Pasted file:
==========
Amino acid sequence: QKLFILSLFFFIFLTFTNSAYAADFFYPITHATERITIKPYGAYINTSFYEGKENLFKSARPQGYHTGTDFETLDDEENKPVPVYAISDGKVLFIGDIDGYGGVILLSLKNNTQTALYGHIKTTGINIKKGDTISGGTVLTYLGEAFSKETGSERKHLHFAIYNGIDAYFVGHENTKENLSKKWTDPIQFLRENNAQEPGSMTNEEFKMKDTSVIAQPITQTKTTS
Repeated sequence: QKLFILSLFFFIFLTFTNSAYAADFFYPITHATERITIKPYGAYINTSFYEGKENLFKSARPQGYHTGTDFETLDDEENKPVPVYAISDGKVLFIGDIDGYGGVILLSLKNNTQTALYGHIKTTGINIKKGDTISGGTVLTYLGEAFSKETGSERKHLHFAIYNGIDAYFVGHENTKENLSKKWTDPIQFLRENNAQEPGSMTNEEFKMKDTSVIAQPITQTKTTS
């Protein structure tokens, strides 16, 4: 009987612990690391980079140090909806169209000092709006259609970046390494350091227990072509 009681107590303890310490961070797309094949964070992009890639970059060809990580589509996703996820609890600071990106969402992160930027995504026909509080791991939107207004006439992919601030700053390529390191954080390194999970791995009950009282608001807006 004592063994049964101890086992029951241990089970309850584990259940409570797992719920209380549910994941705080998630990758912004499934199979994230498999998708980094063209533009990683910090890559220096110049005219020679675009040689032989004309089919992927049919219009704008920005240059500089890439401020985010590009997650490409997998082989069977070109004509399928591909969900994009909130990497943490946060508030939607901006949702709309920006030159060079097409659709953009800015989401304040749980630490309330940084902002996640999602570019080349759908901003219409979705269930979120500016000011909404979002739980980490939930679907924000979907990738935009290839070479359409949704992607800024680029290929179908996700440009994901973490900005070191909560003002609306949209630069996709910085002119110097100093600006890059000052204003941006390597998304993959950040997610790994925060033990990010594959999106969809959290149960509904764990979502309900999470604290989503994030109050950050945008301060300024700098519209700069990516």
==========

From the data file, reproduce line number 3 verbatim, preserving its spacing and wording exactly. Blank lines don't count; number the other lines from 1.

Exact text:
């Protein structure tokens, strides 16, 4: 009987612990690391980079140090909806169209000092709006259609970046390494350091227990072509 009681107590303890310490961070797309094949964070992009890639970059060809990580589509996703996820609890600071990106969402992160930027995504026909509080791991939107207004006439992919601030700053390529390191954080390194999970791995009950009282608001807006 004592063994049964101890086992029951241990089970309850584990259940409570797992719920209380549910994941705080998630990758912004499934199979994230498999998708980094063209533009990683910090890559220096110049005219020679675009040689032989004309089919992927049919219009704008920005240059500089890439401020985010590009997650490409997998082989069977070109004509399928591909969900994009909130990497943490946060508030939607901006949702709309920006030159060079097409659709953009800015989401304040749980630490309330940084902002996640999602570019080349759908901003219409979705269930979120500016000011909404979002739980980490939930679907924000979907990738935009290839070479359409949704992607800024680029290929179908996700440009994901973490900005070191909560003002609306949209630069996709910085002119110097100093600006890059000052204003941006390597998304993959950040997610790994925060033990990010594959999106969809959290149960509904764990979502309900999470604290989503994030109050950050945008301060300024700098519209700069990516």